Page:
A Dutch silver bowl
Lodewijk Willem van Kooten jr.
572 grams, diameter 27 cm
The deep circular bowl is chased with a décor of six large hearts, connected by reclining ovals on a matted background. At the bottom six stylized plain leaves are applied, issuing six scroll supports. Fully marked on the rim at the reverse and struck with the retailer’s mark LW van Kooten, Amsterdam.
Lodewijk Willem van Kooten (29 April 1903 – 28 November 1972) was the son of the goldsmith and jeweller Lodewijk Willem (Louis) van Kooten (1875–1949) and Elisabeth Georgine Meijer (1880–1946), daughter of an Amsterdam silversmith family. The Van Kooten family business was located at Nieuwe Spiegelstraat 32 and later at Kerkstraat 150, where there was both living space and a large studio space. At school, Lody turned out to be very good at drawing. His creativity and interest in art were stimulated by his aunt Margaretha Verwey, a sister of the author Albert Verwey. Her handicraft shop was located at Nieuwe Spiegelstraat 64/66, nearby his parental home. She advised him to go to the State Academy. As a 16-year-old, Lody ended up with Professor Antoon Derkinderen on the Stadhouderskade. Through this professor and his aunt, who were both members of the Wahanalogue of the Theosophical Faculty in Amsterdam, he came into contact with theosophical ideas. After Margaretha’s move to Blaricum in 1920, Lody visited her regularly and came into contact with various artists from Laren and Blaricum, including the young painter and etcher Jan Koeman, who lived with his wife on the Torenlaan in Blaricum. The contacts with Jan Koeman were so positive that Lody soon said goodbye to the academy in Amsterdam and started his apprenticeship with him. He does this in the weekends, because during the normal working days he learns the gold and silversmith’s craft with his father Louis and his uncle Pieter Christoffel in the parental business in the Kerkstraat in Amsterdam.
In 1922 he left for a study trip to France and did not return until 1925. After his return to the Netherlands, he started to focus more on the design and manufacture of forged bronze and silver consumer goods and applied items. He also started carving during this period. After his short-lived marriage in 1928, he and his first wife went to live in a villa designed by Berlage, La Fulica, Torenlaan 31 in Blaricum, a gift from his parents. After the divorce, he continued to live there. At that time he joined the Laren painters’ circle, of which he soon takes on the role of secretary-treasurer and in this capacity organizes several art exhibitions in the well-known Laren Hotel Hamdorff. He would continue in this position until just before the start of the Second World War, despite his extremely busy work and periods abroad.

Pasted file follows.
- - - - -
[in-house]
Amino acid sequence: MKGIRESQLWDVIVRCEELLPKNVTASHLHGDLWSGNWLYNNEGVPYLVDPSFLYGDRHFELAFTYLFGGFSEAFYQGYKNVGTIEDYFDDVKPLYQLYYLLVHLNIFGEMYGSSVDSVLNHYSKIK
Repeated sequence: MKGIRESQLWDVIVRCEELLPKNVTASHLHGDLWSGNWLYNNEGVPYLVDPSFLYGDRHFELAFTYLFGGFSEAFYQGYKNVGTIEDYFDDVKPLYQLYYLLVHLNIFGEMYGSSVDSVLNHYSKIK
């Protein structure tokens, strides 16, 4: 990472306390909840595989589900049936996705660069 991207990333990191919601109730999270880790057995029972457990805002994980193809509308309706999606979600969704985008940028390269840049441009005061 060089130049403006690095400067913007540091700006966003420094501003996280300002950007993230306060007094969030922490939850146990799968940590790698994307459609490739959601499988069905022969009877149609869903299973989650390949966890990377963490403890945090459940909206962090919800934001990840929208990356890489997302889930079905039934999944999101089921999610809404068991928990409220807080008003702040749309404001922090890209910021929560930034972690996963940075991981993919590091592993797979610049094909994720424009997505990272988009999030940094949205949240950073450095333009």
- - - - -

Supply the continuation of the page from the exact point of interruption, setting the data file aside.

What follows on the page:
In the meantime, he produced a considerable number of silver utensils in the hand-forged style, a mixture of Dutch New Style and Art Deco, including a large number of bowls, trays, bonbon bowls, candlesticks, tea and coffee sets, smoking sets, toilet sets, ashtrays, cups and also cutlery. In 1930 he was asked by his father Louis to send some silver objects (cups and bowls) to the seventeenth Biennale Venezia 1930, for which he received a “Diploma di Partecipatione”; His silverware is seen as an innovative success and widely praised. From about 1930 onwards he also worked as a technical advisor for a Belgian business friend and old French friend of father Louis, the firm Wolfers Frères in Brussels, in addition to his work in the parental business in Amsterdam and his art production in his home/studio in Blaricum. He would continue to do this intermittently until 1939.
Because of this Belgian situation, he travelled between the Netherlands, Belgium and France and had a lot of international contacts. This was one of the reasons why he was asked to submit an entry to the “Exposition Internationale des Arts & Techniques 1937” in Paris. Here he sent in only one object, a silver bonbonniere. However, he won a prize with this, because this one piece turned out to be worth the silver medal and the accompanying “Diplome de Medaille d’ Argent”. This versatile artist is referred to as a “goldsmith, graphic artist, designer, painter, watercolourist, etcher, draughtsman, pen artist, pastellist, sculptor, enameller, and medallist” who made utensils with wood, bronze, stone, silver and gold. From 1937 to 1964 he lived in Amsterdam and after 1964 in De Koog on the isle of Texel. He died in 1972.
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